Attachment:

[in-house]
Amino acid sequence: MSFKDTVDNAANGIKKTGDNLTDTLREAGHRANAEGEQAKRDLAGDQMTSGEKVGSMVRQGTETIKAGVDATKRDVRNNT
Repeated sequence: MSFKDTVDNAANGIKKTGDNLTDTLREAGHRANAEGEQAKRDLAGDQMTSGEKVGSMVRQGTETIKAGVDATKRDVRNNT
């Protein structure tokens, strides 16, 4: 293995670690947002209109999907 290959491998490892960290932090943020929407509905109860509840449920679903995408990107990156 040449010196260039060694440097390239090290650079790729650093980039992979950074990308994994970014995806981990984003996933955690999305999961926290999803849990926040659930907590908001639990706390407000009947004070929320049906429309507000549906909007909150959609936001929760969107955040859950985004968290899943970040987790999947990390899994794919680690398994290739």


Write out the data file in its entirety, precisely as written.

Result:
[in-house]
Amino acid sequence: MSFKDTVDNAANGIKKTGDNLTDTLREAGHRANAEGEQAKRDLAGDQMTSGEKVGSMVRQGTETIKAGVDATKRDVRNNT
Repeated sequence: MSFKDTVDNAANGIKKTGDNLTDTLREAGHRANAEGEQAKRDLAGDQMTSGEKVGSMVRQGTETIKAGVDATKRDVRNNT
């Protein structure tokens, strides 16, 4: 293995670690947002209109999907 290959491998490892960290932090943020929407509905109860509840449920679903995408990107990156 040449010196260039060694440097390239090290650079790729650093980039992979950074990308994994970014995806981990984003996933955690999305999961926290999803849990926040659930907590908001639990706390407000009947004070929320049906429309507000549906909007909150959609936001929760969107955040859950985004968290899943970040987790999947990390899994794919680690398994290739």